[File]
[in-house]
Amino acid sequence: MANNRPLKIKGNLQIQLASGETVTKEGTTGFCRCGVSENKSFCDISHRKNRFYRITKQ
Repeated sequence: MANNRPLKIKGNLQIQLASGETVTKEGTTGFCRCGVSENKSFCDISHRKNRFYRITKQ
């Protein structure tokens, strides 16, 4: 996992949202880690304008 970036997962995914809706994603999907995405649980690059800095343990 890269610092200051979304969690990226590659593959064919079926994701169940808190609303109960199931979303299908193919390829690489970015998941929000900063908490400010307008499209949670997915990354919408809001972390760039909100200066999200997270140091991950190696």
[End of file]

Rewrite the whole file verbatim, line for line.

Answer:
[in-house]
Amino acid sequence: MANNRPLKIKGNLQIQLASGETVTKEGTTGFCRCGVSENKSFCDISHRKNRFYRITKQ
Repeated sequence: MANNRPLKIKGNLQIQLASGETVTKEGTTGFCRCGVSENKSFCDISHRKNRFYRITKQ
């Protein structure tokens, strides 16, 4: 996992949202880690304008 970036997962995914809706994603999907995405649980690059800095343990 890269610092200051979304969690990226590659593959064919079926994701169940808190609303109960199931979303299908193919390829690489970015998941929000900063908490400010307008499209949670997915990354919408809001972390760039909100200066999200997270140091991950190696």